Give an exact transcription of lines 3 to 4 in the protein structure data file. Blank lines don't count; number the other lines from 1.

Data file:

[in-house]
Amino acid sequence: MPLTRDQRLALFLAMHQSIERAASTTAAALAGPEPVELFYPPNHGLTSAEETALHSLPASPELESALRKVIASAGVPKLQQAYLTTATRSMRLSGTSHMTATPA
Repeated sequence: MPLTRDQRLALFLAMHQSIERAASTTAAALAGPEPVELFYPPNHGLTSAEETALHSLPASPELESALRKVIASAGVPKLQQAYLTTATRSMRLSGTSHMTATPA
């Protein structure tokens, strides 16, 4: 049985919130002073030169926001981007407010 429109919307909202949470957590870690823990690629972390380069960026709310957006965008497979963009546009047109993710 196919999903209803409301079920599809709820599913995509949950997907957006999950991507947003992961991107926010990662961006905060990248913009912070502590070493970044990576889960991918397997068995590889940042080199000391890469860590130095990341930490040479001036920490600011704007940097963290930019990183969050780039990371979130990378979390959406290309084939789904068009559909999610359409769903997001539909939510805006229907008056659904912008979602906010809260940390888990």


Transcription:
Repeated sequence: MPLTRDQRLALFLAMHQSIERAASTTAAALAGPEPVELFYPPNHGLTSAEETALHSLPASPELESALRKVIASAGVPKLQQAYLTTATRSMRLSGTSHMTATPA
């Protein structure tokens, strides 16, 4: 049985919130002073030169926001981007407010 429109919307909202949470957590870690823990690629972390380069960026709310957006965008497979963009546009047109993710 196919999903209803409301079920599809709820599913995509949950997907957006999950991507947003992961991107926010990662961006905060990248913009912070502590070493970044990576889960991918397997068995590889940042080199000391890469860590130095990341930490040479001036920490600011704007940097963290930019990183969050780039990371979130990378979390959406290309084939789904068009559909999610359409769903997001539909939510805006229907008056659904912008979602906010809260940390888990």